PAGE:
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Powerfoods: Cauliflower

Botanically, cauliflower is a member of the cruciferous or brassicaceae family; from the “white” family in terms of fruits and vegetables. Included in this group are other natural foods such as bananas, mushrooms, onions, and garlic. It has got similar nutritional and phyto-chemistry profile with broccoli and cabbage. The cauliflower went through many transformations and reappeared in the Mediterranean region, where it has been an important vegetable since 600 B.C.

  • Cauliflower is very low in calories. 100 grams of fresh cauliflower has only 26 calories. It is also very low in fat and contains no cholesterol
  • Contains good amounts of many essential B-complex group of vitamins such as folates, pantothenic acid (vitamin B5), pyridoxine (vitamin B6) and thiamin (vitamin B1), niacin (B3) – vitamins which are essential for the body to replenish and required for fat, protein and carbohydrates metabolism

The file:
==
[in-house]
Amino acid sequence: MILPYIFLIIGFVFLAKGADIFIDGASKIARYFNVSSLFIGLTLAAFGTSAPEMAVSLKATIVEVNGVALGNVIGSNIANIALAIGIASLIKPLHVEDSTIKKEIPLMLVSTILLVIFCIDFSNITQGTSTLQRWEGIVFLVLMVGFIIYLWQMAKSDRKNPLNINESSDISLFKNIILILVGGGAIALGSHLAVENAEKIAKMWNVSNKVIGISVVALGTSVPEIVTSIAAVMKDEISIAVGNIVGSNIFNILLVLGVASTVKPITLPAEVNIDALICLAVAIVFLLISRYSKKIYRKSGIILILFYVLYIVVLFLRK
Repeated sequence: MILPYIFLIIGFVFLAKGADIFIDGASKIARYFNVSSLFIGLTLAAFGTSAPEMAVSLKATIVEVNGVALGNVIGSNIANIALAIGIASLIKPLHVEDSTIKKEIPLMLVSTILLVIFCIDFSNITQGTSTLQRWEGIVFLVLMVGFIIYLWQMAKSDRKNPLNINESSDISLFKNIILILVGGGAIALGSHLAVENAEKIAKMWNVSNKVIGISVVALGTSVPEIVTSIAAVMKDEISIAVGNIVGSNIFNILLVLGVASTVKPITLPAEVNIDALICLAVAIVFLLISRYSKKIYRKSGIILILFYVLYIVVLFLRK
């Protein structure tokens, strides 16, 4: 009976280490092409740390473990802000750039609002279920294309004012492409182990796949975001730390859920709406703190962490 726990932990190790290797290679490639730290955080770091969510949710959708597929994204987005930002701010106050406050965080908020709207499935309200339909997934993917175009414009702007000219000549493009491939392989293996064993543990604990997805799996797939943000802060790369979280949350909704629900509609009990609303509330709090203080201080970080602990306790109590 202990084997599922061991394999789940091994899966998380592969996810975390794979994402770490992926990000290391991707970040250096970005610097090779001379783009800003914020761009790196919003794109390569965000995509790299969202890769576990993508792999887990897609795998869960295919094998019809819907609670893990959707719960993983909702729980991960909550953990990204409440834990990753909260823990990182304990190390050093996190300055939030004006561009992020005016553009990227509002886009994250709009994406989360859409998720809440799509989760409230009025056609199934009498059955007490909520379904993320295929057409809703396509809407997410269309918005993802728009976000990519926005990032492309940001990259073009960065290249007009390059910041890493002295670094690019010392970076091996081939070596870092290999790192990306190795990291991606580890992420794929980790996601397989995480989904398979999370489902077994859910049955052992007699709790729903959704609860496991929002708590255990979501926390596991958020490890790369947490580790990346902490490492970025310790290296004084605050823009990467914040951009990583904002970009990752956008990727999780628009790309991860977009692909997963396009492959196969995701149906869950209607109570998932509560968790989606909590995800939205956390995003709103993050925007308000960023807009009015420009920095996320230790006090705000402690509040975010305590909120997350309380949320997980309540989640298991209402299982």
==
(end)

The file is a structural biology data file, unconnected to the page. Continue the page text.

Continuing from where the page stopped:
• Cauliflower also provides fibre which prevents constipation
  • Contains a substance called allicin (also present in onion and garlic), which helps prevent heart attack, risk of strokes, and other cardiovascular diseases
  • Has high amounts of vitamin K and omega-3 fatty acids, which help decrease inflammation-mediated diseases such as arthritis, obesity, diabetes mellitus, inflammatory bowel disease and ulcerative colitis
  • Cauliflower contains several anti-cancer plant sterols such as indole-3-carbinol which appears to function as an anti-estrogen agent
  • A good source of phytonutrients such as sulforaphane and isothiocyanate, which can help the liver to neutralise toxic substances that cause cancer. Studies show that cauliflower, like other cruciferous vegetables, can reduce the risk of lung, colon, breast, ovarian, prostrate, and other cancers
  • Research has shown that the vitamin C in cauliflower can help reduce the wheezing in children suffering from asthma
  • The fibre content of cauliflower is nearly 12 grams in every 100 calories – a great choice for digestive system support
  • A very good source of vitamin C and manganese, both powerful antioxidants. In fact, 1 cup of boiled cauliflower can give you 55 mg of vitamin C
  • Contains good amounts of many essential B-complex group of vitamins such as folates, pantothenic acid (vitamin B5), pyridoxine (vitamin B6) and thiamin (vitamin B1), niacin (B3) – vitamins which are essential for the body to replenish and required for fat, protein and carbohydrates metabolism

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